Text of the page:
Looking back, it looks like there are reviews of the Rode NT1 back in the mid 1990s, so what’s the story? We’ve had all the stories of a new condenser mic from Rode, but that doesn’t really fit when you can find mention of it in 1997. So just what is going on? Let’s cover the basics first: yes, it is a new mic; no it’s not the old NT1 in a new colour; yes, it’s got the sound and build quality we expect from Rode; no it’s not a down-specified version of the NT-1A. Which brings us on to the next thing: NT1 vs NT1A, what’s going on there?
And we’re not just talking your usual collection of a few rubber bands here, this is a shockmount borne from Rode’s licensing of the Rycote system. Not only does it do the job of isolating the mic from knocks and bumps, it also looks pretty dang pro while it does it…
With a completely new capsule – the HF6 – designed in house, the new Rode NT1 isn’t about taking a few old bits and pieces of previous mics from the shelf and putting them together in a different combination to come up with a new mic, this is a new mic.
The name NT1 does perhaps cause some confusion. Where does it fit in with the Rode NT1A? Is it one beneath it? A less-evolved version? But it’s more expensive. You can have an NT1-A pack for £131.99, the NT1 pack is £179, so that argument doesn’t seem quite right.
The trick is to ignore the name: these are both very good, but very different microphones.
Really very quite different as it turns out. While the NT1-A is very much a modern, bright-sounding mic, the NT1 is a very modern, vintage-sounding mic; with all the incredible technical specifications – such as low self-noise and high sensitivity – that you would expect from a modern mic.
A modern mic maybe, but very much designed to model a revered classic. Such as – for the sake of argument – a European mic with the name of a two digit number that follows a letter, where the number equals a prime number minus two (where the prime is a Chen, Pythagorean, Fortunate, Fibonacci and minimal prime, but not a lucky, happy or Gaussian prime). And the first letter is a U.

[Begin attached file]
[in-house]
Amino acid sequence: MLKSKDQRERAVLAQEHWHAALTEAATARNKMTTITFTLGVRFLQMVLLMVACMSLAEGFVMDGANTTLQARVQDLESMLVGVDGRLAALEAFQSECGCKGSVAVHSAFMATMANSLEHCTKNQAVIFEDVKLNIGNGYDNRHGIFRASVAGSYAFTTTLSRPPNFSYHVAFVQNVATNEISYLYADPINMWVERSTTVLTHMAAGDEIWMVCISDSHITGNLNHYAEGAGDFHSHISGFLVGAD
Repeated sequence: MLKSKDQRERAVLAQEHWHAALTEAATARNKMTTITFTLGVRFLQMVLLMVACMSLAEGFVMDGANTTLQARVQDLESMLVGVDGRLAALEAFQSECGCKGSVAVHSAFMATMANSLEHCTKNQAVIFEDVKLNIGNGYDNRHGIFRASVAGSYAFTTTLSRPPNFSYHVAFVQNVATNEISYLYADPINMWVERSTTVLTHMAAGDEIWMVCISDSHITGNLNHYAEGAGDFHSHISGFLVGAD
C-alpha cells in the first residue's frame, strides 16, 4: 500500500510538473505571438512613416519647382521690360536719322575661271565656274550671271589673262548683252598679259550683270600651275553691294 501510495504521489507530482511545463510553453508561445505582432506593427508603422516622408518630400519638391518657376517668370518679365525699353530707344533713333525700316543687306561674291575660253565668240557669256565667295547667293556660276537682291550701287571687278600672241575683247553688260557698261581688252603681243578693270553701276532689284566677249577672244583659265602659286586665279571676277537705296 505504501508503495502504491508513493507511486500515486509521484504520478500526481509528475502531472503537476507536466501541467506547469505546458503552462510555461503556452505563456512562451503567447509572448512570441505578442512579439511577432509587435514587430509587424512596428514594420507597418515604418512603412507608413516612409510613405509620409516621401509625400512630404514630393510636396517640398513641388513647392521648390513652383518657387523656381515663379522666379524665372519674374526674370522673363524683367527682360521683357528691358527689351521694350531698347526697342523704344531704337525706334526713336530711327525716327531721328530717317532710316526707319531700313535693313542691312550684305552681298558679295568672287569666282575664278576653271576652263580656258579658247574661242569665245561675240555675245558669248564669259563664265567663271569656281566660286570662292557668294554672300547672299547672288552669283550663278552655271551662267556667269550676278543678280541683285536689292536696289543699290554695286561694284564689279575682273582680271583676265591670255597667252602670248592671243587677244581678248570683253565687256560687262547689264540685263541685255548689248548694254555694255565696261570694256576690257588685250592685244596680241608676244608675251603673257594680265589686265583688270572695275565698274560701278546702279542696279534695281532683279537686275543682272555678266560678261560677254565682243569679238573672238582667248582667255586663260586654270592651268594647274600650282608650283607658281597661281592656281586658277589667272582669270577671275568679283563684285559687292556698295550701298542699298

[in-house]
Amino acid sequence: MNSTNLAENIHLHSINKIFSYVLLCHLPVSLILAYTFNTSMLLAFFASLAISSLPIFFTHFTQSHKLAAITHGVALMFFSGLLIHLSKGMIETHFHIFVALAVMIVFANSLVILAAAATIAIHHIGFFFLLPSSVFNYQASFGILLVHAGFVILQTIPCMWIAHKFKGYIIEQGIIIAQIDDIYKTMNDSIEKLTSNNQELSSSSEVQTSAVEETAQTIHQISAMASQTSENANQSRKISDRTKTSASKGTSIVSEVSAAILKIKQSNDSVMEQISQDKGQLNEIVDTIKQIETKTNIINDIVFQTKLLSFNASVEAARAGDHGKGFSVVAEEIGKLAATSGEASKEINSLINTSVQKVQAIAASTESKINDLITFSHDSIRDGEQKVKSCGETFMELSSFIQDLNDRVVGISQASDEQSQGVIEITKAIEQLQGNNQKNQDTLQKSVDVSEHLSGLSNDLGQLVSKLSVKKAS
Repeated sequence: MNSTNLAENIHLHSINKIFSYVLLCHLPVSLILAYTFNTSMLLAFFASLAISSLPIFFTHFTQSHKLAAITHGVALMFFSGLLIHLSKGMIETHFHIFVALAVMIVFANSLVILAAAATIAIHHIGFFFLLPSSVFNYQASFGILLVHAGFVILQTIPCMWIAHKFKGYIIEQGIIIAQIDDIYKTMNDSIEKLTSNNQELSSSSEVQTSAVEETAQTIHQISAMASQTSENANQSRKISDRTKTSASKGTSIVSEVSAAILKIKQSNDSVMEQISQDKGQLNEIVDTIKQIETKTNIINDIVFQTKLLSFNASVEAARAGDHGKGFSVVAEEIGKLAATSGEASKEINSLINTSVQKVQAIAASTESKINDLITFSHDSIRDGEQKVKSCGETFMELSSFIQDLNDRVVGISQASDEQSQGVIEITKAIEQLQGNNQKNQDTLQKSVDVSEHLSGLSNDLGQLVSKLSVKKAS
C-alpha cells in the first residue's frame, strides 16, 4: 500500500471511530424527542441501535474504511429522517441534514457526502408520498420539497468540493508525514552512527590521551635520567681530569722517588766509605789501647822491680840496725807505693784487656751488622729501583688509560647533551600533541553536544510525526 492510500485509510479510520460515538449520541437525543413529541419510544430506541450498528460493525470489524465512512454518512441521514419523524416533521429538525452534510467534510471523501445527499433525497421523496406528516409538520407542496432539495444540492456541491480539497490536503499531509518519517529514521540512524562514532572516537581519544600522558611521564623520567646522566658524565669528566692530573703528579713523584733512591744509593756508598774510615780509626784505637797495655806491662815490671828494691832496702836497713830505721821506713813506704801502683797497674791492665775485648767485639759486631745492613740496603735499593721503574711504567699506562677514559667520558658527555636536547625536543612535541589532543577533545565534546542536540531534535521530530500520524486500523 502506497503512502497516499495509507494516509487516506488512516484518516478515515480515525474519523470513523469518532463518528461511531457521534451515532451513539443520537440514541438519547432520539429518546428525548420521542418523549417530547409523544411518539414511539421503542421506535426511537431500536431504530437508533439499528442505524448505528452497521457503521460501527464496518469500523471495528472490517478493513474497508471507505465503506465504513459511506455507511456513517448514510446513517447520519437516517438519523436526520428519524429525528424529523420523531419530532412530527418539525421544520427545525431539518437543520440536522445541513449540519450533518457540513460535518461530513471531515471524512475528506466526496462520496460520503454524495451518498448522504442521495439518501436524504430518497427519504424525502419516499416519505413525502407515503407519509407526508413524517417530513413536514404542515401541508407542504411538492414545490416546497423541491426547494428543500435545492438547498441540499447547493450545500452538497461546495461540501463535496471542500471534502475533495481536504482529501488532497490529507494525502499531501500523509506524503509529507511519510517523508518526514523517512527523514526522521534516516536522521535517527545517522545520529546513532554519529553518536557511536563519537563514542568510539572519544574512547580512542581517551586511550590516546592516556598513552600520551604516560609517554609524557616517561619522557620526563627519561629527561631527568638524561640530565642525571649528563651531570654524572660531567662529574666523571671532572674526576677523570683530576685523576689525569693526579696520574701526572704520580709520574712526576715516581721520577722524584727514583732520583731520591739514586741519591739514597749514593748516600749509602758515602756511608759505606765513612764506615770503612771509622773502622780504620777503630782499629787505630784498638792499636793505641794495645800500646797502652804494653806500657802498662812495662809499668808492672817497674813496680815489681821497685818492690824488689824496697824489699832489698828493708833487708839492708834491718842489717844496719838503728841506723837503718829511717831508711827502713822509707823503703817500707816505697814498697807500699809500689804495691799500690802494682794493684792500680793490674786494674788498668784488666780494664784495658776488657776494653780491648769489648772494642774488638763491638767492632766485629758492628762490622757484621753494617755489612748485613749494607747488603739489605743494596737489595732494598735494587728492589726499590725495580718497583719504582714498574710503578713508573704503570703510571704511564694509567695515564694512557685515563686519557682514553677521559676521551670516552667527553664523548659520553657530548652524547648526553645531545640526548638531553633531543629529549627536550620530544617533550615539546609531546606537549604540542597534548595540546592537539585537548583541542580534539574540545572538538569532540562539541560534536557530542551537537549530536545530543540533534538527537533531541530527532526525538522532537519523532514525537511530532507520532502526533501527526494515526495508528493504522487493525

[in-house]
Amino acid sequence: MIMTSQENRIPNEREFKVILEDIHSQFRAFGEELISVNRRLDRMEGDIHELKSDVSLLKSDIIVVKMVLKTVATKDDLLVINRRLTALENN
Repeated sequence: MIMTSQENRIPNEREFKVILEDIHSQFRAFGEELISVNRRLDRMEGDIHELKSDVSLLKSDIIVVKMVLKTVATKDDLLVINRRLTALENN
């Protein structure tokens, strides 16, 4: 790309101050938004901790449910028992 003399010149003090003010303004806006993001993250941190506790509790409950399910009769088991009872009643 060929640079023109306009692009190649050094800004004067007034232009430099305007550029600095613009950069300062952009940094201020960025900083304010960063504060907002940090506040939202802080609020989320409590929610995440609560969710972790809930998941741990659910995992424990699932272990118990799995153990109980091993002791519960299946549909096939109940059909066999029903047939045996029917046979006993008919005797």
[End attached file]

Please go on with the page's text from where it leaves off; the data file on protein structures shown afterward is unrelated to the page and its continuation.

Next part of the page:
And the prime number might begin with an 8.
NT1 vs NT1A: comparing the tech specs
As we’ve come to expect from Rode, the technical specifications of both the Rode NT1 and NT1A are superb. In particular, the low self-noise, coupled with high-sensitivity makes both of these microphones great for capturing soft, quiet sources, letting you increase the gain without swamping your signal in hiss from the microphone circuitry.
That said though, the high maximum SPL capability means you don’t need to shy away from sticking either of these mics in front of a guitar cabinet…
With both the NT1 and NT1-A sharing similar technical specification, you might be wondering what the differences are. These are both modern mics, with all the benefits we’ve come to expect from a manufacturer such as Rode, there might be a few % between them here and there, but hey, what’s a few % between mic locker buddies?
But let’s look at the frequency plots…
Not so similar now though, are they?
The NT1A gives you a little bump at the low end to round things out a little, but then hits you hard with plenty of hump in the presence and air regions to bring things to the front of the mix without having to reach for an eq. The new NT1 on the other hand, keeps things nice and flat. Really, really flat as it turns out, before serving a gentle palate-cleansing dessert bit of air at the top end for a bit of sheen, but without over-egging the microphone pudding.
If that’s not torturing the metaphor too far.
Check out the frequency plot of that particular U (prime-2) microphone I mentioned earlier if you’re interested in a comparison…
Both the Rode NT1 and NT1A are great mics, particularly when you consider the sub £200 price point! Now, the ‘forward-ness’ of the NT1A may not suit all sources, and the ‘vintage-ness’ of the NT1 might occasionally need a bit more work to fit into the mix, but neither of these mics will have you leaving the session without a great take down on tape.
And isn’t that what a good microphone is all about?
And, if you needed more convincing that the Rode NT1 is a great, vintage-sounding microphone, let’s take a listen side-by-side with another favourite from the classic mic locker- the Neumann U47:
Red Dog Music is the UK’s friendliest musical instrument and pro-audio dealer. Between our 5000 square foot Edinburgh shop filled with an incredible range of products, and our London showroom in Clapham specialising in high-end instruments, dj and pro-audio, Red Dog Music has you covered from north to south and from performance to playback.
Latest posts by Fynn Callum (see all)
- The Roland D-05 Linear Synthesiser – the D-50 is back! - September 9, 2017
- [K] 909 day 2017 – drums, deals and Dave - September 8, 2017
- The Boss JB-2 Angry Driver – the JHS Angry Charlie Blues Driver! - September 8, 2017